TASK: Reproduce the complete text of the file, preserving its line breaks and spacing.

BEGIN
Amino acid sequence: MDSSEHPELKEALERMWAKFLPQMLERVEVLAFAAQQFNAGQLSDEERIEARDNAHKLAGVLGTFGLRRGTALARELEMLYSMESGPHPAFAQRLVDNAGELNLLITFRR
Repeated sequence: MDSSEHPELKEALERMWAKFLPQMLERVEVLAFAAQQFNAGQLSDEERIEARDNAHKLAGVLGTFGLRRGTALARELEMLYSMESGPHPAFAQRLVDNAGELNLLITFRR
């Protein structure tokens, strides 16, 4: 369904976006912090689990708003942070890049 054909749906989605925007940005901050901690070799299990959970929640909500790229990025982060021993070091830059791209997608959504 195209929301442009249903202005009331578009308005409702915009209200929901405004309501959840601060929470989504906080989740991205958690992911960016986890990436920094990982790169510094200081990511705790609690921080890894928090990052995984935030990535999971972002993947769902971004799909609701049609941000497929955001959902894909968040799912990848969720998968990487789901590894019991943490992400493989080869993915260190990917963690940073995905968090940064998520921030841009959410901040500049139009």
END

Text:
Amino acid sequence: MDSSEHPELKEALERMWAKFLPQMLERVEVLAFAAQQFNAGQLSDEERIEARDNAHKLAGVLGTFGLRRGTALARELEMLYSMESGPHPAFAQRLVDNAGELNLLITFRR
Repeated sequence: MDSSEHPELKEALERMWAKFLPQMLERVEVLAFAAQQFNAGQLSDEERIEARDNAHKLAGVLGTFGLRRGTALARELEMLYSMESGPHPAFAQRLVDNAGELNLLITFRR
């Protein structure tokens, strides 16, 4: 369904976006912090689990708003942070890049 054909749906989605925007940005901050901690070799299990959970929640909500790229990025982060021993070091830059791209997608959504 195209929301442009249903202005009331578009308005409702915009209200929901405004309501959840601060929470989504906080989740991205958690992911960016986890990436920094990982790169510094200081990511705790609690921080890894928090990052995984935030990535999971972002993947769902971004799909609701049609941000497929955001959902894909968040799912990848969720998968990487789901590894019991943490992400493989080869993915260190990917963690940073995905968090940064998520921030841009959410901040500049139009």